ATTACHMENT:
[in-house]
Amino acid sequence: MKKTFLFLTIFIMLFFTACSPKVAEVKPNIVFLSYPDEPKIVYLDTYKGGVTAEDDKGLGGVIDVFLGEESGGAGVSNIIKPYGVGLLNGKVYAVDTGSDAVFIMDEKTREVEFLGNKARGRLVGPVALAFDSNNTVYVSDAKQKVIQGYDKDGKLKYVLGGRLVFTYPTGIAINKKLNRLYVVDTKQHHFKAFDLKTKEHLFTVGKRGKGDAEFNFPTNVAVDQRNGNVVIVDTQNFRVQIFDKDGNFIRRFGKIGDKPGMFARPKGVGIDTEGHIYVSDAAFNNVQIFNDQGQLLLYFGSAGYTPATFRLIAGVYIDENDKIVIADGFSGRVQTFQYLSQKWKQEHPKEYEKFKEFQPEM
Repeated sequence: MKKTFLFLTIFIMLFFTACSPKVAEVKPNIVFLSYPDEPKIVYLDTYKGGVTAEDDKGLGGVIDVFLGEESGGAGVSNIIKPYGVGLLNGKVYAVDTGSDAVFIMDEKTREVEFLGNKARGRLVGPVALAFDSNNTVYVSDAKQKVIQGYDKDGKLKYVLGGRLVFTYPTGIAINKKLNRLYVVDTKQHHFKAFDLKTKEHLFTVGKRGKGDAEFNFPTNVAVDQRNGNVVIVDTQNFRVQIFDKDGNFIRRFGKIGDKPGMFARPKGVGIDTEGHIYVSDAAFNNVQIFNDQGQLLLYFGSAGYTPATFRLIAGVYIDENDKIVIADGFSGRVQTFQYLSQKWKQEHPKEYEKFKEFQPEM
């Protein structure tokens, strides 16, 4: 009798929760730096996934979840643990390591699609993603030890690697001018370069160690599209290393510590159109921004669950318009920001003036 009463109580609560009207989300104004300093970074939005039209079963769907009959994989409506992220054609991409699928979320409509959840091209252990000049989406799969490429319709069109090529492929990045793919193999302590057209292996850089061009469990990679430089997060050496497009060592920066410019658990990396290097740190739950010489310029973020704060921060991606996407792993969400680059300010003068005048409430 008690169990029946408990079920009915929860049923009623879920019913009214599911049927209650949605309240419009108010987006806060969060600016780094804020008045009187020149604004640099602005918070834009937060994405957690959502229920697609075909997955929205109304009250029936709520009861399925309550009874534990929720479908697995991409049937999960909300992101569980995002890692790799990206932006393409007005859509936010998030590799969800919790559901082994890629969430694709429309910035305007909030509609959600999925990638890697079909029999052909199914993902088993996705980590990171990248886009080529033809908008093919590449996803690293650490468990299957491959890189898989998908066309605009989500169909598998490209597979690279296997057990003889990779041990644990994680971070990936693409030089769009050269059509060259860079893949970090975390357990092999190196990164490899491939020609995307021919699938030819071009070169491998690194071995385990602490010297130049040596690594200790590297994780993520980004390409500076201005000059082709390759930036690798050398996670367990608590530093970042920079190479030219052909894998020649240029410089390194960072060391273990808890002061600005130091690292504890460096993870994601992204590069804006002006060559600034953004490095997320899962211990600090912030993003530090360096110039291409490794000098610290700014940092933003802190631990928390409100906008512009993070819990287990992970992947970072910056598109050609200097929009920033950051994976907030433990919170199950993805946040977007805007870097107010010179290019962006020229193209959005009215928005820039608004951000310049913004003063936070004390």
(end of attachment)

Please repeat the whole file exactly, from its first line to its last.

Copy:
[in-house]
Amino acid sequence: MKKTFLFLTIFIMLFFTACSPKVAEVKPNIVFLSYPDEPKIVYLDTYKGGVTAEDDKGLGGVIDVFLGEESGGAGVSNIIKPYGVGLLNGKVYAVDTGSDAVFIMDEKTREVEFLGNKARGRLVGPVALAFDSNNTVYVSDAKQKVIQGYDKDGKLKYVLGGRLVFTYPTGIAINKKLNRLYVVDTKQHHFKAFDLKTKEHLFTVGKRGKGDAEFNFPTNVAVDQRNGNVVIVDTQNFRVQIFDKDGNFIRRFGKIGDKPGMFARPKGVGIDTEGHIYVSDAAFNNVQIFNDQGQLLLYFGSAGYTPATFRLIAGVYIDENDKIVIADGFSGRVQTFQYLSQKWKQEHPKEYEKFKEFQPEM
Repeated sequence: MKKTFLFLTIFIMLFFTACSPKVAEVKPNIVFLSYPDEPKIVYLDTYKGGVTAEDDKGLGGVIDVFLGEESGGAGVSNIIKPYGVGLLNGKVYAVDTGSDAVFIMDEKTREVEFLGNKARGRLVGPVALAFDSNNTVYVSDAKQKVIQGYDKDGKLKYVLGGRLVFTYPTGIAINKKLNRLYVVDTKQHHFKAFDLKTKEHLFTVGKRGKGDAEFNFPTNVAVDQRNGNVVIVDTQNFRVQIFDKDGNFIRRFGKIGDKPGMFARPKGVGIDTEGHIYVSDAAFNNVQIFNDQGQLLLYFGSAGYTPATFRLIAGVYIDENDKIVIADGFSGRVQTFQYLSQKWKQEHPKEYEKFKEFQPEM
């Protein structure tokens, strides 16, 4: 009798929760730096996934979840643990390591699609993603030890690697001018370069160690599209290393510590159109921004669950318009920001003036 009463109580609560009207989300104004300093970074939005039209079963769907009959994989409506992220054609991409699928979320409509959840091209252990000049989406799969490429319709069109090529492929990045793919193999302590057209292996850089061009469990990679430089997060050496497009060592920066410019658990990396290097740190739950010489310029973020704060921060991606996407792993969400680059300010003068005048409430 008690169990029946408990079920009915929860049923009623879920019913009214599911049927209650949605309240419009108010987006806060969060600016780094804020008045009187020149604004640099602005918070834009937060994405957690959502229920697609075909997955929205109304009250029936709520009861399925309550009874534990929720479908697995991409049937999960909300992101569980995002890692790799990206932006393409007005859509936010998030590799969800919790559901082994890629969430694709429309910035305007909030509609959600999925990638890697079909029999052909199914993902088993996705980590990171990248886009080529033809908008093919590449996803690293650490468990299957491959890189898989998908066309605009989500169909598998490209597979690279296997057990003889990779041990644990994680971070990936693409030089769009050269059509060259860079893949970090975390357990092999190196990164490899491939020609995307021919699938030819071009070169491998690194071995385990602490010297130049040596690594200790590297994780993520980004390409500076201005000059082709390759930036690798050398996670367990608590530093970042920079190479030219052909894998020649240029410089390194960072060391273990808890002061600005130091690292504890460096993870994601992204590069804006002006060559600034953004490095997320899962211990600090912030993003530090360096110039291409490794000098610290700014940092933003802190631990928390409100906008512009993070819990287990992970992947970072910056598109050609200097929009920033950051994976907030433990919170199950993805946040977007805007870097107010010179290019962006020229193209959005009215928005820039608004951000310049913004003063936070004390």